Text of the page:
Many in Norway believe that the government should start paying out more from the GPFG. All of Norway’s political parties, even the ‘far right’ Progress Party (a populist anti-immigration party) is to the left of Obama, an Oslo-based client of my business tells me over dinner in a sushi restaurant. There is no lack of support for public spending programmes. Norway’s consensus is profoundly social democratic. My dining companion is proud that in Norway sexism has “disappeared”, and he argues that accepting refugees is supported by Norway’s 5 million people as the country’s “moral responsibility” to the rest of the world. But human societies are never simple, and wealth brings complexity. Driving me back to my hotel he tells me that most Norwegians disapprove of elite achievement. But they are a free-minded bunch and also dislike the idea of serving one another. If there is a problem, it is always the customer’s fault. I suggest this might be egalitarianism. He suggests a little bit of superiority. “So we get Swedes to serve us in our restaurants. Swedes are very service orientated.” He laughs; it amuses him that Sweden once ruled Norway, and “now the boot is a little bit on the other foot”. Go to Stockholm and you’ll hear the Swedes joke that Norwegians clock off at 4pm to count their money. And Norway’s school system sounds old fashioned, rooted in community life (obviously good) but less innovative than they might be (maybe not so good). They focus on the least able, neglecting the needs of the brightest, a parent complains.

Tuesday 7th October

Overnight the weather has turned. Oslo has enjoyed a mild September but this morning there is a stern wind blowing down Storgata. Walking into the city centre I am pre-occupied by the quality of the light (grey, like ground glass, or with powered snow mixed in). Is this the true colour of the north? Or the colour of the true north? If this lowering sky was over Kampala people would be preparing to run for shelter. But in Norway it is unremarkable. There are Roma on the pavements of Storgata, a shopping street and tram line which reminds me of Tottenham Court Road, pre-gentrification; a Roma woman sitting on a roll of carpet, too miserable even to beg, a little further on a family breaking bread, an old man shouting into a mobile phone, a Coke bottle half full with hooch pinched between his thighs. This is a migrant part of town, there are money transfer shops and travel agents advertising flights to Baghdad, Dhaka, Khartoum, Lagos and Cameron. Next, a store selling military gear, in the window a skull-faced mannequin posing with an imitation British Army SA-80 automatic rifle. Black Africans walk past me, tall and as visible as trees, their roots pulled out. Beyond the Cathedral, the stone-coloured water of the fjord. The pavements and the buildings are granite to withstand the cold, and to hold it in. Men and women walk by on their way to work, the trams slide by on their shining rails.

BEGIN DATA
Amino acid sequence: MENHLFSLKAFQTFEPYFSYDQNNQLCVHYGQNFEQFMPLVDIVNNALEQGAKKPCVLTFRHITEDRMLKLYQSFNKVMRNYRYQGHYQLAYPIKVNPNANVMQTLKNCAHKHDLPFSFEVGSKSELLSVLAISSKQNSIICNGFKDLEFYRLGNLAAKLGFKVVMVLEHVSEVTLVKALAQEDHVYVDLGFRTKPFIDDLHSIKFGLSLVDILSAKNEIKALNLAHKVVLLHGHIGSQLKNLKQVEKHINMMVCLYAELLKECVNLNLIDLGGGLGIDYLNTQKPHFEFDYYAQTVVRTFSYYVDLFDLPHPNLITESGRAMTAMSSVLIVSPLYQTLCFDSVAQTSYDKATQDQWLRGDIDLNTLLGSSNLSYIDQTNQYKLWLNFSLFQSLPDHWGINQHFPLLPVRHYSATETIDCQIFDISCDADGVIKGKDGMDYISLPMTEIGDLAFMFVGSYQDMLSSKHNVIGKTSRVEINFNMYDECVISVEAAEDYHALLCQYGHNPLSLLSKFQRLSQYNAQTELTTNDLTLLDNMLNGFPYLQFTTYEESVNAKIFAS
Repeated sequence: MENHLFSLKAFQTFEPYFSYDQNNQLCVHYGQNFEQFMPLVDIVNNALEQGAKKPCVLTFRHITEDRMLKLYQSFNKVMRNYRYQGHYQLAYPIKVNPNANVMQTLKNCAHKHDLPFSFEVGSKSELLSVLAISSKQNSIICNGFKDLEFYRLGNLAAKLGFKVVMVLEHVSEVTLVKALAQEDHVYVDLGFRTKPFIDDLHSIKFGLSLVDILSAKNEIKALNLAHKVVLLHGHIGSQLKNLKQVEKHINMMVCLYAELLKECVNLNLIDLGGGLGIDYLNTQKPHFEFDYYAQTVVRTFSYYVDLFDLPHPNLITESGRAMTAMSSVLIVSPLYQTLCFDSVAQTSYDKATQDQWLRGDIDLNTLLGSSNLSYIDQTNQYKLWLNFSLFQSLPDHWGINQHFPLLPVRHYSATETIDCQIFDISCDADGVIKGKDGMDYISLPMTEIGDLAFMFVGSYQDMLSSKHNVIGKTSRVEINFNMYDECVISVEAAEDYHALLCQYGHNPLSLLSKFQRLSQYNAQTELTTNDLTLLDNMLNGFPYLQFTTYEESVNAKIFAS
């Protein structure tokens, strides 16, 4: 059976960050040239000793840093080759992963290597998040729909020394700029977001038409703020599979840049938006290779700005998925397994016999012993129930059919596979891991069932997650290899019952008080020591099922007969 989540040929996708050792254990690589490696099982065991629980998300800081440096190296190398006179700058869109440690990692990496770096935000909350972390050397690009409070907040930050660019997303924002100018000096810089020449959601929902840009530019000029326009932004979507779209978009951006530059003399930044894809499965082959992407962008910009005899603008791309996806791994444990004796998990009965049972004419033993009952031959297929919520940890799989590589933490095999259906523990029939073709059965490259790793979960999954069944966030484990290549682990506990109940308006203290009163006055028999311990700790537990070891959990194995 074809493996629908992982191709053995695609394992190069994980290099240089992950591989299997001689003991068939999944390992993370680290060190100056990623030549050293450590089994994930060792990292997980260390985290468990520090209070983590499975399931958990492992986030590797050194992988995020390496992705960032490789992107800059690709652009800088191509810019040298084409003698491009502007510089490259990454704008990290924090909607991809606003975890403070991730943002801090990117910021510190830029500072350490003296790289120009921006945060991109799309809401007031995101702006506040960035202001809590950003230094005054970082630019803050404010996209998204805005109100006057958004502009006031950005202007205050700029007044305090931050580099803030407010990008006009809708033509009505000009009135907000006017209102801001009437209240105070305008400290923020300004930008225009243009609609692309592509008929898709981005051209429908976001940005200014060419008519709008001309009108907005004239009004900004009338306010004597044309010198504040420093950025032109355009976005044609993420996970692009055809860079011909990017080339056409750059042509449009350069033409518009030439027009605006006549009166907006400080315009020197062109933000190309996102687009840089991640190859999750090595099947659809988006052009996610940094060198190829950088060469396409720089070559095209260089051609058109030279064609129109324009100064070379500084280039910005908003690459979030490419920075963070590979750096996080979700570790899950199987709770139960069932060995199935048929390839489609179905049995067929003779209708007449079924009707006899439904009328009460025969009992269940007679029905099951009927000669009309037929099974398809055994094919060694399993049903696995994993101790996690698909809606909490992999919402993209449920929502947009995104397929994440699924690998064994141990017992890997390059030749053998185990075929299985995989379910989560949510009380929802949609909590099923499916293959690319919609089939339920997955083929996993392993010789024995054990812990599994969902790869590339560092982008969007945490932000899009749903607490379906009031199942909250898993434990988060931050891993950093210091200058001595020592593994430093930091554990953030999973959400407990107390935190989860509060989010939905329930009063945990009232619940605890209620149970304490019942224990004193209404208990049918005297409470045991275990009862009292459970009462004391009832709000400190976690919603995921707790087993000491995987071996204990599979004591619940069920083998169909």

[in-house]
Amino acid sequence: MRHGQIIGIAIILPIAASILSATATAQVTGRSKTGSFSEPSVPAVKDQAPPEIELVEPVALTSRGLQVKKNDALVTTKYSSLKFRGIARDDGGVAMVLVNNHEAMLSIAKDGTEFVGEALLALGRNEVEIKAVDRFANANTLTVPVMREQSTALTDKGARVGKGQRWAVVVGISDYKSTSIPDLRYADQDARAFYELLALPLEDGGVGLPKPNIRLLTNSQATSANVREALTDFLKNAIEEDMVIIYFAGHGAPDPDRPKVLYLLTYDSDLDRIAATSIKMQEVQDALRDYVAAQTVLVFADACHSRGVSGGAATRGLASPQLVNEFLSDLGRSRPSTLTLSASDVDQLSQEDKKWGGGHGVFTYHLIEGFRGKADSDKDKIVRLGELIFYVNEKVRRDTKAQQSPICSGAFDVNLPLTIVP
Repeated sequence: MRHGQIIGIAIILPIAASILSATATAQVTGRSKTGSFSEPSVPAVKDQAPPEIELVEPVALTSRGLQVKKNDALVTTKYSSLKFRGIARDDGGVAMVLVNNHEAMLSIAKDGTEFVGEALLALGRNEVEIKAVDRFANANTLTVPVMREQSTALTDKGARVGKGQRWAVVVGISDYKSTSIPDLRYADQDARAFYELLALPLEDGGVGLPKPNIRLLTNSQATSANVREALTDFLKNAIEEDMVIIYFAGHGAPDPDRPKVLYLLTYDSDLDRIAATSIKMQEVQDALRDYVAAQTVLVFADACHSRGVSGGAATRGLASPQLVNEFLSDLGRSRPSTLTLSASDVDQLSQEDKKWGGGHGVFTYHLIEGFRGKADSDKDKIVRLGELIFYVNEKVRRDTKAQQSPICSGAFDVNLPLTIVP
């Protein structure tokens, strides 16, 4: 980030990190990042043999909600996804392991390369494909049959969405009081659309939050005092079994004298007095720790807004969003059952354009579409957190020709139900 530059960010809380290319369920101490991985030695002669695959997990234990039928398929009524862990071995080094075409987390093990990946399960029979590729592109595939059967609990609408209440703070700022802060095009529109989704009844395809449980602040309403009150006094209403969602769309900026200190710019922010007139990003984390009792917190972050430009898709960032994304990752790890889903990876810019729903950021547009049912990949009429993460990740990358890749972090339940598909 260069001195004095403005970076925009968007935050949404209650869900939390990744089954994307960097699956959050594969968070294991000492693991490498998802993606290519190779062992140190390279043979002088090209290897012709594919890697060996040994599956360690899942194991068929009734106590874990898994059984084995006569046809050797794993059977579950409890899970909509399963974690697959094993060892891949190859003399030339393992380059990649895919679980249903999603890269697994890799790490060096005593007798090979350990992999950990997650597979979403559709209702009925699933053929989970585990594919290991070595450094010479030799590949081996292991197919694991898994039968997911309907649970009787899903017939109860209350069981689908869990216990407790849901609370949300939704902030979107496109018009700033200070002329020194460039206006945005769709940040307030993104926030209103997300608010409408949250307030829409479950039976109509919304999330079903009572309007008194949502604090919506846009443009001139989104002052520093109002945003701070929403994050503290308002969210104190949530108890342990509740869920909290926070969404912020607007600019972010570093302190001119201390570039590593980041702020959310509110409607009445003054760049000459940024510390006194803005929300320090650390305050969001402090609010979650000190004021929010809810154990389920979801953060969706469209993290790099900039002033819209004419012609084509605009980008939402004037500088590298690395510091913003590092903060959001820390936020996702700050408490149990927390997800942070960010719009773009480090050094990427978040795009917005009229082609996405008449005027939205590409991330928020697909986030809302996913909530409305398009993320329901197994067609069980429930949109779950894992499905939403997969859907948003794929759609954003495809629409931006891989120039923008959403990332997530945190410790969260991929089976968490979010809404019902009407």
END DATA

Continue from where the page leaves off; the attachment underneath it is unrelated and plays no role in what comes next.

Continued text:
I have a business meeting in a deserted street near the Royal Palace. Afterwards I cross the street to a café. The black tarmac is littered with autumn leaves, pressed flat and banana yellow. The café smells of coffee and cinnamon. The Norwegians (whose national dish is fermented trout called Rakfisk) are smitten with both. How far these exotica have come, shipped from Africa to the world’s icy roof top. The souls of Norwegians, now passing into a long season of darkness, sing for sun-drenched Africa, hold their hands out to warm them a little in its glow.